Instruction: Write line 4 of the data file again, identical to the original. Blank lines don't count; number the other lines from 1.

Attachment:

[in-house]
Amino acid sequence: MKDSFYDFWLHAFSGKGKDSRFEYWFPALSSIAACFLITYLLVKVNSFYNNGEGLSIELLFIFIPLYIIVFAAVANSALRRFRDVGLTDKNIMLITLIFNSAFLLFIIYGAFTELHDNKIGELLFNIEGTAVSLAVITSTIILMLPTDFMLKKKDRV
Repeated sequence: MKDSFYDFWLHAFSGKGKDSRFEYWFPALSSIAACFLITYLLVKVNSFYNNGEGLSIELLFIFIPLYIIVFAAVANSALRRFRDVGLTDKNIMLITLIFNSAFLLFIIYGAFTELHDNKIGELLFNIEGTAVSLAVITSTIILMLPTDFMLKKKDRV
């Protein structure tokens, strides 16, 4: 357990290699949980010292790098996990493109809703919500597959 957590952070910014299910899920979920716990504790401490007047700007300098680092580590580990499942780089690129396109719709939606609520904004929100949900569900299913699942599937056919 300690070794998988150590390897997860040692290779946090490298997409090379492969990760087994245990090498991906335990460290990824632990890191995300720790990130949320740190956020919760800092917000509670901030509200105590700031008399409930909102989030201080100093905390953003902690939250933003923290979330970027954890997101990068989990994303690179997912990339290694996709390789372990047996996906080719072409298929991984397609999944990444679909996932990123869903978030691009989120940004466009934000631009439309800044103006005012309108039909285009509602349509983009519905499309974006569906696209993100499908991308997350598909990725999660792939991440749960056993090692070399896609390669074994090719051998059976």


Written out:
């Protein structure tokens, strides 16, 4: 357990290699949980010292790098996990493109809703919500597959 957590952070910014299910899920979920716990504790401490007047700007300098680092580590580990499942780089690129396109719709939606609520904004929100949900569900299913699942599937056919 300690070794998988150590390897997860040692290779946090490298997409090379492969990760087994245990090498991906335990460290990824632990890191995300720790990130949320740190956020919760800092917000509670901030509200105590700031008399409930909102989030201080100093905390953003902690939250933003923290979330970027954890997101990068989990994303690179997912990339290694996709390789372990047996996906080719072409298929991984397609999944990444679909996932990123869903978030691009989120940004466009934000631009439309800044103006005012309108039909285009509602349509983009519905499309974006569906696209993100499908991308997350598909990725999660792939991440749960056993090692070399896609390669074994090719051998059976």